Why is Flossing Your Teeth Essential to Your Health?
We often get asked, “Is flossing really that important?” And our answer is always, “Yes!” And knowing how to floss your teeth is a great tool for your overall health.
We get it. Flossing is an extra thing to include in your dental routine. But this is really a case of what you can’t see CAN hurt you.
Your teeth are chewing machines. They were designed for a specific task, and they do quite a good job of it. However, those choppers need care in between uses. Just as you would wash your dishes in between uses and scrub away any leftover food particles, you need to do the same for your teeth. Once your baby teeth are gone, they’re the only ones you’ll ever get.
Why Flossing Is Important
When tiny food particles build up between your teeth, they create the perfect juicy environment for bacteria to grow. And bacteria left unchecked will eventually go to work on your teeth. Eating carbohydrates, including sugary foods, causes plaque to build up and destroy your enamel (your tooth’s only protection). Once gone, enamel cannot be regrown or reproduced.
Even if you brush regularly (two or more times per day), you can still get tooth decay from bacteria buildup in the places that your toothbrush can’t reach—in between your teeth and under the gum line—even if you use an electric toothbrush.
When brushing your teeth, you are only cleaning the chewing surfaces and the outside of your teeth. Your toothbrush misses the entire space in between your teeth. So, flossing is the only way to thoroughly clean those nooks and crannies, including the gum line.
Flossing for Better Health
Dental health has been linked to gum disease, periodontal disease, and many other systemic diseases within the body. Patients who don’t follow proper oral hygiene and floss are susceptible to other diseases such as cardiovascular diseases, diabetes, obesity, pneumonia, and more.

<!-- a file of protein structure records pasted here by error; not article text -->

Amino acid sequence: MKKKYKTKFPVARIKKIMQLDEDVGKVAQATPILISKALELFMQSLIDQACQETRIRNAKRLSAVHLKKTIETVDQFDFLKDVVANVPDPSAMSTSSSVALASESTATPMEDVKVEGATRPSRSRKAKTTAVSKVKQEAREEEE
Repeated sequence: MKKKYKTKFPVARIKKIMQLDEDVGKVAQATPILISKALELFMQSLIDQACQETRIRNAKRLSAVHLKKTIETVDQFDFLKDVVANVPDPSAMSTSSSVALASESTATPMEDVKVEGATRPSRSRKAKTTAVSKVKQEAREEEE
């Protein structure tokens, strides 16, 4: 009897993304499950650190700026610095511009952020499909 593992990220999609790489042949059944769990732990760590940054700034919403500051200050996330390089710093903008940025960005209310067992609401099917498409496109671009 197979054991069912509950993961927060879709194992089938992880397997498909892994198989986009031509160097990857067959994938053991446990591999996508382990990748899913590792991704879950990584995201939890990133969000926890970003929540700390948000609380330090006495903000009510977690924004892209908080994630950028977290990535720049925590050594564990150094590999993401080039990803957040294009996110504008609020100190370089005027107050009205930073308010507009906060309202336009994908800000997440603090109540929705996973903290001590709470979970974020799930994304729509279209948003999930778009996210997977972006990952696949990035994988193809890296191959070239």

So, your oral health goes far beyond the reaches of your mouth. Floss now. Floss daily. Floss for life.
How to Floss Your Teeth Properly
You will find two types of floss readily available at any grocery or drug store: nylon (or multifilament) floss and PTFE (monofilament) floss. Nylon floss may be waxed or unwaxed, and it comes in several flavors. Because nylon floss is comprised of several fibers, it may shred a little during flossing. PTFE floss is stronger and less likely to shred. Both types of dental floss perform equally well.
Once you’ve chosen your floss, follow these steps for the best results.
- Remove about 18 inches of floss and wind the ends around either your middle or index fingers of each hand for better control.
- Slide the floss between each set of teeth, including behind your back teeth, while holding the floss tightly between your fingers.
- As you floss between your teeth, gently angle the floss below the gumline of each tooth to remove any food debris that may be stuck. (You don’t need to be forceful, as your gums can be sensitive.)
- As you move from one tooth to the next, adjust your floss so you are using a clean section each time, and not reintroducing food particles gathered from the previous tooth.
If you have difficulty flossing, you have a few other options: Y-shaped flossers, dental floss picks, or a water flosser.
Special Cases for Flossing
Flossing bridges: Floss your dental bridges as you would your regular teeth.
Flossing with braces: Slide your floss between your teeth above the wire. An inexpensive orthodontic floss threader will help make this job easier. You may also opt to use a water flosser if you have braces.
Flossing for younger children: As with teeth brushing, young children may need assistance with flossing until they can master it well enough to provide their own self-dental care. Dental floss picks may be a great alternative until he or she has better dexterity.
Have questions about flossing?
Need help with your flossing technique?
Bring your floss with you. We’ll be glad to provide a demonstration!